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  • Writer's pictureIan Ippolito

How to burn through $63 million without really trying? Heavily funded crowdfunding platform Realty S

Updated: Sep 8, 2023

Platform fails to raise money, reportedly could not find a buyer, fires most of staff and shuts down new investments. Some investors claim they're not surprised.

How to burn through $63 million without really trying? Heavily funded crowdfunding platform Realty S

(Usual disclaimer: I'm just an investor expressing my personal opinion and not a financial advisor, attorney or accountant. Consult your own financial professionals before making any financial decisions. Code of Ethics: We do not accept any money from any sponsor or platform for anything, including postings, reviews, referring investors, affiliate leads or advertising. Nor do we negotiate special terms for ourselves in the club above what we negotiate for the benefit of members.).

----------------------------------- 11/8/2018 Latest Update: Investors say they've been told by RealtyShares staff that existing investments will not be serviced by RealtyShares, and instead by a 3rd party administrator: NES. This apparent about-face is less than 2 days after RealtyShares had sent out a mass email to all investors claiming: "from this point forward, RealtyShare's focus will be servicing our existing investors" and assets. More details are expected in the future. You can follow along with the latest developments in the private investor club thread: (Note: club membership is free but requires verifying that the person is not affiliated with a sponsor or platform, and also agreeing to sign a nondisclosure agreement to keep information private). -------------------------------------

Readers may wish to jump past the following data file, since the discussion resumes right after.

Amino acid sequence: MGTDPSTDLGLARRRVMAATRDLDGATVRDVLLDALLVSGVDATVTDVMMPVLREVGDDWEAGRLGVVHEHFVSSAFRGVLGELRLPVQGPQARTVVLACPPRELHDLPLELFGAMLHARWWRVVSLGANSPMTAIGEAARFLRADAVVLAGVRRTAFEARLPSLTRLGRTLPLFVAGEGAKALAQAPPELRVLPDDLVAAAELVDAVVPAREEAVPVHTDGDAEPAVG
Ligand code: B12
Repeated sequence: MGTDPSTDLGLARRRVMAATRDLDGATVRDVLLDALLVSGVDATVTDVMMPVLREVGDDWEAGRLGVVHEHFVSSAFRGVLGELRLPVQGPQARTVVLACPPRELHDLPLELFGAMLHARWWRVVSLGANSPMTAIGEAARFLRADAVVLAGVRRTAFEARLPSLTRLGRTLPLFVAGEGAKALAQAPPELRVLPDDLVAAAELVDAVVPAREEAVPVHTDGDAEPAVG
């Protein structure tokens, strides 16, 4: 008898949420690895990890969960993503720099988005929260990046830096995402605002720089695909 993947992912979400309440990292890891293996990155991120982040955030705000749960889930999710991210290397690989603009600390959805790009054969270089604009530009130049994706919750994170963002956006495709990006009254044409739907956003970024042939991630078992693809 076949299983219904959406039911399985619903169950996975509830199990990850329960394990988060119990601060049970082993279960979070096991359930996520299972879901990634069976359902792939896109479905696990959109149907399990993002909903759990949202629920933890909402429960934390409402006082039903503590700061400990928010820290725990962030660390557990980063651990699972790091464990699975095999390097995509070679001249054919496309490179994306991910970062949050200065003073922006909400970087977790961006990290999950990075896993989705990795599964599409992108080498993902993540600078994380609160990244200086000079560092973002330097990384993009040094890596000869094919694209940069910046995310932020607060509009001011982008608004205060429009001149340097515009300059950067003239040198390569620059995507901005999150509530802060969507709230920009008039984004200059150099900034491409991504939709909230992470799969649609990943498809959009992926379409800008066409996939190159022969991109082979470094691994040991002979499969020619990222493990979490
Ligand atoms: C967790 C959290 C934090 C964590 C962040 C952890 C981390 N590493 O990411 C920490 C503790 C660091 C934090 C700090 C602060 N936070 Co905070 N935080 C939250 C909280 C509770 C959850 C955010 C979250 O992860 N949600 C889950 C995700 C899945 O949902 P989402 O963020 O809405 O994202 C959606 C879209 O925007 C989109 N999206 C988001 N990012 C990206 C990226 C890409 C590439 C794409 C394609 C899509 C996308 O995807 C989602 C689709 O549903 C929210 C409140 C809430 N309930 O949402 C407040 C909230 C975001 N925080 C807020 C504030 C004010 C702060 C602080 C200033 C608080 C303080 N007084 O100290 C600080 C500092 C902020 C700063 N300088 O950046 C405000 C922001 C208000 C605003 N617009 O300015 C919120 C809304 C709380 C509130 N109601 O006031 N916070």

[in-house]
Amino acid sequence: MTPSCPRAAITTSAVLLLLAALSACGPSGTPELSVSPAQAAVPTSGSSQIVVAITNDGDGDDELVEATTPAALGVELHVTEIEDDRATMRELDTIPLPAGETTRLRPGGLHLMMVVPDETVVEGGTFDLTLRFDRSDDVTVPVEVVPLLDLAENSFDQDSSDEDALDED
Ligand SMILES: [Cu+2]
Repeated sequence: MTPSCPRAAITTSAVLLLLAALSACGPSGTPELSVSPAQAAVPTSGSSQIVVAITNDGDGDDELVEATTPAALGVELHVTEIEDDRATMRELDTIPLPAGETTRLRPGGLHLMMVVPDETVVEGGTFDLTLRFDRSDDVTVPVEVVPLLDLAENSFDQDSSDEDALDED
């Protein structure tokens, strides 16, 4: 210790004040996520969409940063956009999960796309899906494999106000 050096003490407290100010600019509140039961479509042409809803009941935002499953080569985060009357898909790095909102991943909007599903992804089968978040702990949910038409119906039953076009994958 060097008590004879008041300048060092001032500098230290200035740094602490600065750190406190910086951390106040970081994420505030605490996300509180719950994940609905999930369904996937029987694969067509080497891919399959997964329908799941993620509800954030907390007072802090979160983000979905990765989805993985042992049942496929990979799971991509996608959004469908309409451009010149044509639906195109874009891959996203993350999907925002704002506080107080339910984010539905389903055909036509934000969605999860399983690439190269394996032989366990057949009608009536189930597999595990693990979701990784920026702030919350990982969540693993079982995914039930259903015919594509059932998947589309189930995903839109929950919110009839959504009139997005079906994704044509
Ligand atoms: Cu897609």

RealtyShares, a platform that had raised $63 million from various venture capital firms, announced today that it failed to raise money to continue operations and is shutting down all new investments on the platform. In a letter to investors and partners, it claimed it tried to find ways to finance the company but couldn't. The Real Deal reported that they urgently tried to find a buyer for the company but could'nt, and were forced to fire most of their staff.

The platform claims that it will continue to service the existing investments under management which it says are valued at $400 million. However it did not explain the economics of how they would be able to do that in their investor email. The platform typically takes a 1 to 2% per year fee on investments, so theoretically this might produce up $4 to $8 million of revenue to continue operations. How much they might pay in expenses (and how much the people who put $63 million into the platform might expect out of this revenue stream) are unknown.